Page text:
This traditional French Canadian Pea soup is easy to make, feeds a CROWD - cheaply - is tasty, filling, and a great way to use up leftover ham!
Originally published January 17, 2013. Updated on 3/6/2023
I'm a huge fan of French-Canadian Pea Soup - or “soupe aux pois”. I loved it when I was a kid - especially when served at Festival du Voyageur activities in my hometown!.
I loved it when I first moved out on my own, living on the cheap, and buying the canned Habitant pea soup like it was going out of style.
When I was an expatriate Canadian in the United States ... I may have loved Habitant soup even more! Like many other “product of Canada” items, it was a great comfort food, in my time away.
Unlike many of the other homeland foods I adore, this traditional dish is easily made, with almost all of the ingredients being available locally.
My grandmother used to simmer ham and the dry beans in Dutch ovens for a long time, before picking bits of ham off the bone to serve in the soup.
It was a great soup - Tasty, filling, cheap to make. As an adult, I decided to come up with my own version of the soup, simplifying the process.
Serve it with a hunk of Traditional Bannock - so good!
Homemade French Canadian Pea Soup
This version is a bit easier than the 100% traditional way, which uses a ham bone in it. Feel free to add a ham bone in with the water, pulling it out as the mixture gets thick, though.
I just find it convenient to use the small, boneless ham chunks for this!
This makes a LOT of French Canadian pea soup, by the way.
Because soup isn't an everyday kind of thing to make, I like to make a large batch, and freeze most of it - it freezes / thaws beautifully.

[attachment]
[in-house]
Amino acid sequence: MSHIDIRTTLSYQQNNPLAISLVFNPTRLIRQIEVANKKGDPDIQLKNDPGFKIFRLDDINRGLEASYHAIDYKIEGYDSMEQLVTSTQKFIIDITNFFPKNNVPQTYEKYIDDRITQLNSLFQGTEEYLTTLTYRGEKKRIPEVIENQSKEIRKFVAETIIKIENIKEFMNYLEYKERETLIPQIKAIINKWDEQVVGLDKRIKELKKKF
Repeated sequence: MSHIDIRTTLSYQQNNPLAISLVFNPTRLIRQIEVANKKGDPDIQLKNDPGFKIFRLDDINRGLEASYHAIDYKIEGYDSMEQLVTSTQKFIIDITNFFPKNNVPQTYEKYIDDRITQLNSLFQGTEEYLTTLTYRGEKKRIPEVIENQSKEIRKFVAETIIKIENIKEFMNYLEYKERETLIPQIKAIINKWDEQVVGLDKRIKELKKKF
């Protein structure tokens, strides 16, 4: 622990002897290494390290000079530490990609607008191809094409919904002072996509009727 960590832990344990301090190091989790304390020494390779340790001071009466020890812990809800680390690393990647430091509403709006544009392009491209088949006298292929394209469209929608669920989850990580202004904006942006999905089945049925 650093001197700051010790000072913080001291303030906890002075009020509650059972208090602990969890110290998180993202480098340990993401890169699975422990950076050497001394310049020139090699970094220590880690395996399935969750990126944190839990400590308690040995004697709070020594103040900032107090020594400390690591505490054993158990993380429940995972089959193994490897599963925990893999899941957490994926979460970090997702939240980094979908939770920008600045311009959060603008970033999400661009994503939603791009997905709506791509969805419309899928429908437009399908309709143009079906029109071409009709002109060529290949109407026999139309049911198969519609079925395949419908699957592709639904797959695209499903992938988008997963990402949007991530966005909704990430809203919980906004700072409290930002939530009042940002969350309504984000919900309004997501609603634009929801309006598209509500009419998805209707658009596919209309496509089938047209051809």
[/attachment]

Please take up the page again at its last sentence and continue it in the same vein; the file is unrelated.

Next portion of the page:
Thick French Canadian Pea Soup... Or Not?
As you can see by the photos in this post, you can make this soup in various different viscosity levels.
Sometimes I’m in the mood for a nice, smooth pea soup.
Other times, I’m in the mood for a very thick pea soup - almost more of a pease pudding - that you can stand a spoon up in.
If you want it thick, cut the liquid a bit to start. You can add more later, but you can’t really take it away!
For an extra smooth pea soup, use an immersion blender on the finished soup - I generally don’t bother, as it gets pretty smooth just through the cooking process.
I did not use a blender to make the smooth soup, as pictured.
Some day, I’ll do up Instant Pot / pressure cooker or slow cooker directions for this soup, but for now... just cook it on the stove top, like Gramma did 🙂
This recipe uses super basic ingredients that should be easy to find at your local grocery store. A few notes for you:
Yellow Split Peas
The main ingredient! You’ll find these in with the dried beans section in most grocery stores.
You can use green split peas with this recipe, it makes a decent soup... it just won’t really be traditional for *this* style of pea soup!
This is a great way to use up leftover ham after a holiday dinner - butt end, ham shank, spiral sliced, picnic ham, whatever.
I’ve even made it just using one of those little breakfast hams and ham steaks that were on sale.
The main thing to keep in mind is that if you roasted your ham with a very flavourful glaze - like my Southern Comfort Glazed Ham - you might want to cut the rind off.
Pineapple and Southern Comfort don’t really work with the flavour profile of French Canadian pea soup, LOL!
Originally, I made this dinner soup with only water - as my grandma did.
The thing is, her boiling of the ham bone added a lot of flavour to the water, that you just don’t get from only using the meat of the ham.
So, I’ll use some broth to boost the flavour - chicken broth or chicken stock work well.
Sometimes I’ll substitute vegetable stock or vegetable broth if I have some of the good, homemade stuff on hand to use up.